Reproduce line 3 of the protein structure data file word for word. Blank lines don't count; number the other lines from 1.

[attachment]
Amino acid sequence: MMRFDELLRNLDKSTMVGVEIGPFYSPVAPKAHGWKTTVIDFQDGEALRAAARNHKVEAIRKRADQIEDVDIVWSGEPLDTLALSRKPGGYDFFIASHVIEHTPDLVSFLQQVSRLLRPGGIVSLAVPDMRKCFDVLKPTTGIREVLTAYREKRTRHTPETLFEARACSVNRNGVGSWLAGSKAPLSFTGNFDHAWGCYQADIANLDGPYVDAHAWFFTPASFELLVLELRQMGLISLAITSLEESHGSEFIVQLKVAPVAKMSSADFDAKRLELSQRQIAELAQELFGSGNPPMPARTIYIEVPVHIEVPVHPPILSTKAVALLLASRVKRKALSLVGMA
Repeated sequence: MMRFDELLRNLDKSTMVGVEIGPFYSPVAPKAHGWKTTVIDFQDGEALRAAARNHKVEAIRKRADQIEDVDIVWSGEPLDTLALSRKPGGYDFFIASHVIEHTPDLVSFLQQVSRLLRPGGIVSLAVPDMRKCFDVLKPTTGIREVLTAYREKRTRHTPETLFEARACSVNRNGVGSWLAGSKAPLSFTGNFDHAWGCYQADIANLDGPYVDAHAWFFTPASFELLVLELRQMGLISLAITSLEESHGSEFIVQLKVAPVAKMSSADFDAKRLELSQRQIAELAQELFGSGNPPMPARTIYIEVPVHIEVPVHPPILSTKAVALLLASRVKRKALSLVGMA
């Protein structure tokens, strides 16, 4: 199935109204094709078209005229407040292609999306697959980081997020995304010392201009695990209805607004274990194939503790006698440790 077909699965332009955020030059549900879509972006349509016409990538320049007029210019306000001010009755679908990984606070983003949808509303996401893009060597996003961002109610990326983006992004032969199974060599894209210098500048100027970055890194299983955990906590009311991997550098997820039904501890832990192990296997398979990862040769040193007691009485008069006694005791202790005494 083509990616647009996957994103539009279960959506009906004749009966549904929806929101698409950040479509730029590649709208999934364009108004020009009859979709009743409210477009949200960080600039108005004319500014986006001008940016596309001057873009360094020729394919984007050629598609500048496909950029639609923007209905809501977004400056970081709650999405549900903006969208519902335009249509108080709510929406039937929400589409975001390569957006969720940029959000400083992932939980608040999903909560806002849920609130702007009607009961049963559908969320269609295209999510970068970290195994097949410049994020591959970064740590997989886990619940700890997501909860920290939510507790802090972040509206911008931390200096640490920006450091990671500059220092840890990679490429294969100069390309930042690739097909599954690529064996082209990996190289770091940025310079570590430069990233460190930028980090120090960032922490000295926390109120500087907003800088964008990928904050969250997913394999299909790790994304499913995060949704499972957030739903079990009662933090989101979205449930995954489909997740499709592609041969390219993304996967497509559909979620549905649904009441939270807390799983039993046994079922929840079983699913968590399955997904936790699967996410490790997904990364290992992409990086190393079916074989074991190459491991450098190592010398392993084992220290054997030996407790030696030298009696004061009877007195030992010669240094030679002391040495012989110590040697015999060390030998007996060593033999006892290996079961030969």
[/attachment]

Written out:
């Protein structure tokens, strides 16, 4: 199935109204094709078209005229407040292609999306697959980081997020995304010392201009695990209805607004274990194939503790006698440790 077909699965332009955020030059549900879509972006349509016409990538320049007029210019306000001010009755679908990984606070983003949808509303996401893009060597996003961002109610990326983006992004032969199974060599894209210098500048100027970055890194299983955990906590009311991997550098997820039904501890832990192990296997398979990862040769040193007691009485008069006694005791202790005494 083509990616647009996957994103539009279960959506009906004749009966549904929806929101698409950040479509730029590649709208999934364009108004020009009859979709009743409210477009949200960080600039108005004319500014986006001008940016596309001057873009360094020729394919984007050629598609500048496909950029639609923007209905809501977004400056970081709650999405549900903006969208519902335009249509108080709510929406039937929400589409975001390569957006969720940029959000400083992932939980608040999903909560806002849920609130702007009607009961049963559908969320269609295209999510970068970290195994097949410049994020591959970064740590997989886990619940700890997501909860920290939510507790802090972040509206911008931390200096640490920006450091990671500059220092840890990679490429294969100069390309930042690739097909599954690529064996082209990996190289770091940025310079570590430069990233460190930028980090120090960032922490000295926390109120500087907003800088964008990928904050969250997913394999299909790790994304499913995060949704499972957030739903079990009662933090989101979205449930995954489909997740499709592609041969390219993304996967497509559909979620549905649904009441939270807390799983039993046994079922929840079983699913968590399955997904936790699967996410490790997904990364290992992409990086190393079916074989074991190459491991450098190592010398392993084992220290054997030996407790030696030298009696004061009877007195030992010669240094030679002391040495012989110590040697015999060390030998007996060593033999006892290996079961030969």